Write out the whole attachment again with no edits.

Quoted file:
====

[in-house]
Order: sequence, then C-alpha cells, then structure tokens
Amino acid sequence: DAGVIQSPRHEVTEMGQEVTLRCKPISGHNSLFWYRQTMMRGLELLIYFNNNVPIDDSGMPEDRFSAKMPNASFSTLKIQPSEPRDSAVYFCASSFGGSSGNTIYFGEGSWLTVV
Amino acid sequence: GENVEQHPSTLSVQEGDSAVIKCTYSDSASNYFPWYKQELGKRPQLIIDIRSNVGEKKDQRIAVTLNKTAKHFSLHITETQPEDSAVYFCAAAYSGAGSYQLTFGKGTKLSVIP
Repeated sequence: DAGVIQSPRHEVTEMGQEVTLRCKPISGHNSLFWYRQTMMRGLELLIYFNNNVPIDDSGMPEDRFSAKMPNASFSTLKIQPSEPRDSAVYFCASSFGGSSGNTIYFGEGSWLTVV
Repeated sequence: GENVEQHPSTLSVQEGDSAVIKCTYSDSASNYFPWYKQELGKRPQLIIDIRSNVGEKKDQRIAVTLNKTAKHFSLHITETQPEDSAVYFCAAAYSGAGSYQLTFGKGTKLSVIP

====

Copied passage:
[in-house]
Order: sequence, then C-alpha cells, then structure tokens
Amino acid sequence: DAGVIQSPRHEVTEMGQEVTLRCKPISGHNSLFWYRQTMMRGLELLIYFNNNVPIDDSGMPEDRFSAKMPNASFSTLKIQPSEPRDSAVYFCASSFGGSSGNTIYFGEGSWLTVV
Amino acid sequence: GENVEQHPSTLSVQEGDSAVIKCTYSDSASNYFPWYKQELGKRPQLIIDIRSNVGEKKDQRIAVTLNKTAKHFSLHITETQPEDSAVYFCAAAYSGAGSYQLTFGKGTKLSVIP
Repeated sequence: DAGVIQSPRHEVTEMGQEVTLRCKPISGHNSLFWYRQTMMRGLELLIYFNNNVPIDDSGMPEDRFSAKMPNASFSTLKIQPSEPRDSAVYFCASSFGGSSGNTIYFGEGSWLTVV
Repeated sequence: GENVEQHPSTLSVQEGDSAVIKCTYSDSASNYFPWYKQELGKRPQLIIDIRSNVGEKKDQRIAVTLNKTAKHFSLHITETQPEDSAVYFCAAAYSGAGSYQLTFGKGTKLSVIP